U.S. Nationals: On Way to 200 Freestyle Title, Luke Hobson Flashes Great Potential and American Depth (VIDEO)


U.S. Nationals: On Way to 200 Freestyle Title, Luke Hobson Flashes Great Potential and American Depth

The title corralled by the United States in the 800-meter freestyle relay at last month’s World Championships was deeply desired. It snapped a three-meet skid in the event during global competition (including a podium miss at the Tokyo Olympic Games), and with a 7:00.24 clocking, Team USA registered a formidable time.

During the second night of finals at the United States National Championships, Luke Hobson – among others – provided evidence that support for that relay is stashed away.

Heading into his sophomore season at the University of Texas, Hobson will return to Austin as a national champion, thanks to a career-best performance in the 200 freestyle. Racing at the William Woollett Aquatic Center, Hobson pulled away from the field during the second half of the race and touched the wall in 1:46.14. That effort enabled the 19-year-old to hold off Olympian Kieran Smith, who placed second in 1:46.32.

Meet Results

At the World Champs, the U.S. benefited from the combined efforts of Drew Kibler, Carson Foster, Trenton Julian and Smith. The first three members of the relay delivered splits in the 1:45-range while Smith hammered the anchor leg to the tune of a 1:44.35 effort. Still, there was a missing element in Budapest – a guy named Duncan Scott.

As the United States prevailed and Australia earned the silver medal at Worlds, Great Britain picked up the bronze medal. The foursome of James Guy, Jacob Whittle, Joe Litchfield and Tom Dean went 7:04.00, more than five seconds adrift of the time the British generated to win the Olympic crown in Tokyo. Much of the difference was due to Scott’s absence, as the Scottish star’s 1:43 ability was not available due to his recovery from COVID-19.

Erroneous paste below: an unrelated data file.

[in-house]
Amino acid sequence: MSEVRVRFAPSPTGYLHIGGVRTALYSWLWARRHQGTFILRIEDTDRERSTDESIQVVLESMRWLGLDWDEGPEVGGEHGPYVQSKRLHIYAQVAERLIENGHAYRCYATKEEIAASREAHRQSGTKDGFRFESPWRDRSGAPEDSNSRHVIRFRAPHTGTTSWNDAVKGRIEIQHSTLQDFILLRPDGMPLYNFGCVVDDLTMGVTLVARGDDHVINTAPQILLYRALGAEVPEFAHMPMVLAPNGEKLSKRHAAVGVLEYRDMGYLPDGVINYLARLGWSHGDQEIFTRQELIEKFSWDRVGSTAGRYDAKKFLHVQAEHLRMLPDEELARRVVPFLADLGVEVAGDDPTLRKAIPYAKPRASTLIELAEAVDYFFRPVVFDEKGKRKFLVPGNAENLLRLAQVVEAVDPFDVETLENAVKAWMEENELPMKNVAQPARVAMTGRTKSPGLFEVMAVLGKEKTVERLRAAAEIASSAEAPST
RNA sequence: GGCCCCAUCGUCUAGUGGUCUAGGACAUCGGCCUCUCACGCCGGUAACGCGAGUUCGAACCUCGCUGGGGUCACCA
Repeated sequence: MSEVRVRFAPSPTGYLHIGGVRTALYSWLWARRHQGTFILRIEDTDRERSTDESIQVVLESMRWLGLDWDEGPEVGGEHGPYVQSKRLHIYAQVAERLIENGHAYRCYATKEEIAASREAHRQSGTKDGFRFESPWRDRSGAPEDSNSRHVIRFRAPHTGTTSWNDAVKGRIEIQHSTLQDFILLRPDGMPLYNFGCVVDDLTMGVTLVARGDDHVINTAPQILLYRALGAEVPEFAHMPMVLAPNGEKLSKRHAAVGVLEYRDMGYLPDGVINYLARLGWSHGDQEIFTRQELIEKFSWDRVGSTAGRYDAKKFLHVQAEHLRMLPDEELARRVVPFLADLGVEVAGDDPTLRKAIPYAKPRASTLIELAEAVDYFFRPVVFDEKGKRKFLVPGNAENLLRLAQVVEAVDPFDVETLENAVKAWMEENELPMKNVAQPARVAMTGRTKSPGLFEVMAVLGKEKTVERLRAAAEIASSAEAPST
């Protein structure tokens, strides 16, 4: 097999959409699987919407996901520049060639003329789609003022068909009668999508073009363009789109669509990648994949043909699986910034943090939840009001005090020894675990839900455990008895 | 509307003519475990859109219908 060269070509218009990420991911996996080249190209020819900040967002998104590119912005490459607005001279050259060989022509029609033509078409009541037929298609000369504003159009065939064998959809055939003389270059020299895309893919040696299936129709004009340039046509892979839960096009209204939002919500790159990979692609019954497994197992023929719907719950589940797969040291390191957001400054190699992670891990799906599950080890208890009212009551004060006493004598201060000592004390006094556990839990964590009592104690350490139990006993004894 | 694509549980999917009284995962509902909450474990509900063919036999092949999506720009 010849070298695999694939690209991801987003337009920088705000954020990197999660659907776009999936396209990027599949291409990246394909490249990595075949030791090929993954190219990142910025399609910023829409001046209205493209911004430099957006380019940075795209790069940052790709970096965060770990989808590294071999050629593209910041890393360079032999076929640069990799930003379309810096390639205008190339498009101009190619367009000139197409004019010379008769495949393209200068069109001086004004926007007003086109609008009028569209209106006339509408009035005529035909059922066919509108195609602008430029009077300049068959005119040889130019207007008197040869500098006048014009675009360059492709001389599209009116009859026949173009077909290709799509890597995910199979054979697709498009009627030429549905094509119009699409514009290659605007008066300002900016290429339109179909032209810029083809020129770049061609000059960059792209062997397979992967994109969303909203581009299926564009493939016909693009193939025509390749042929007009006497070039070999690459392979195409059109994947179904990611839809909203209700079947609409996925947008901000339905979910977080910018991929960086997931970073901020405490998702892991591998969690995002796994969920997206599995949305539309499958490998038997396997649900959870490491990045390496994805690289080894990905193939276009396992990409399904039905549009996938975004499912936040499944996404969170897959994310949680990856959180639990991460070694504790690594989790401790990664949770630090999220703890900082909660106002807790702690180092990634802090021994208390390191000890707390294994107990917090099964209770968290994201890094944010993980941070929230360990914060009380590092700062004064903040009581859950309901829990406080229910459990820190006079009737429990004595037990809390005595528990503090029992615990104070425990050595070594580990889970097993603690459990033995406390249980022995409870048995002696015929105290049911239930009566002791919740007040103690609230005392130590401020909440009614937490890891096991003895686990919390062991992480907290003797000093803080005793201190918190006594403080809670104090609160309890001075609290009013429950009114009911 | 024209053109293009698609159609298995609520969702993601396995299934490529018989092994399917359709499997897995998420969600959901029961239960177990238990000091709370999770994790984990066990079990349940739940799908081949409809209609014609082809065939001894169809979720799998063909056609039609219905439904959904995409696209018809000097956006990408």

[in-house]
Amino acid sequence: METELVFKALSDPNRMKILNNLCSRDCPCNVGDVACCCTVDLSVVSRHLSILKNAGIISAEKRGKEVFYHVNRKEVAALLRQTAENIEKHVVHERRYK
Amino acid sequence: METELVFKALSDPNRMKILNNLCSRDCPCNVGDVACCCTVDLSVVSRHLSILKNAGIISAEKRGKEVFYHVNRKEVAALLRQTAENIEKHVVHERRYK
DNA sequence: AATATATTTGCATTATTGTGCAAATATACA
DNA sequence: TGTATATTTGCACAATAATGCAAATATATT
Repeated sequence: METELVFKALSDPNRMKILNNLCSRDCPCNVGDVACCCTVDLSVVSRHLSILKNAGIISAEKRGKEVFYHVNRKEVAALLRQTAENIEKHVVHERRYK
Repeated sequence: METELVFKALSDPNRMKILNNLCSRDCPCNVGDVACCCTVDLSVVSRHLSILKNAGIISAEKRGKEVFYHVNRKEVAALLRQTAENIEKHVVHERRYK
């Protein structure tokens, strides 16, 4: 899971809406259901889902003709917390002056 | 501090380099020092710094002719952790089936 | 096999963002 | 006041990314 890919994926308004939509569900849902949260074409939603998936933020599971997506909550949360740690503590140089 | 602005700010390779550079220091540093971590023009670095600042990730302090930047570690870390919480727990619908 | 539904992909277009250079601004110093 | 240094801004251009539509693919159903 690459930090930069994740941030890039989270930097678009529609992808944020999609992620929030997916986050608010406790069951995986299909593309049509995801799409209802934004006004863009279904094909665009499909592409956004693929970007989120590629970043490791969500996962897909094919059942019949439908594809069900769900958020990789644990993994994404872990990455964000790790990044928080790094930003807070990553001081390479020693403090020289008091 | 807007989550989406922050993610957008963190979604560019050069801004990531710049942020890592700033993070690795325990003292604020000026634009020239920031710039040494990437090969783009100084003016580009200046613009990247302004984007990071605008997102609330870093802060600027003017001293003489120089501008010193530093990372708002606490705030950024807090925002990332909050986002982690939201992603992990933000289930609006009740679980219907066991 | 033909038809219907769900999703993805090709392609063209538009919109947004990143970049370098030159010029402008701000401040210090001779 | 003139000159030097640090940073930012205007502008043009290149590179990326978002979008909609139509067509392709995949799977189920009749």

Because sports are often about opportunity and timing, the American contingent took advantage of Britain’s weakened lineup. Yet, there is also the realization that the British will once again be a gold-medal factor in the event, and the development of stellar 200 freestylers is a must for the United States on the road to the 2024 Olympics in Paris.

Hobson showed the future looks good.

At April’s International Team Trials, Hobson narrowly missed qualifying for the World Championships when he placed seventh in the 200 freestyle. Going 1:47.43, Hobson was a half-second out of the sixth-place position, which would have landed the youngster relay duty in Budapest. Instead, the freestyler went back to work and used Nationals as his latest chance to display his potential. All he did was shave more than a second off his time from a few months back.

En route to his first national title, Hobson raced within himself during the opening 100 meters, turning in seventh at the 50-meter mark and fifth at the midway point. Hobson picked up the pace on the third length and while he was fourth turning for home, Hobson was right with the leaders. He then turned in a closing split of 27.02 to leave the opposition behind.

“Going in, I knew I wanted to take out that first 100 pretty smooth (and) really work on that third 50 and last, and it worked out well,” Hobson said. “I had it coming home, and it felt great.”

With Hobson emerging as a guy who should boost the United States in future international meets, Smith figures to continue his role as a go-to performer. Optimism can also be found in what Jake Magahey and Grant House did in Irvine. On the way to third- and fourth-place, respectively, Magahey and House recorded times of 1:46.62 and 1:46.68.


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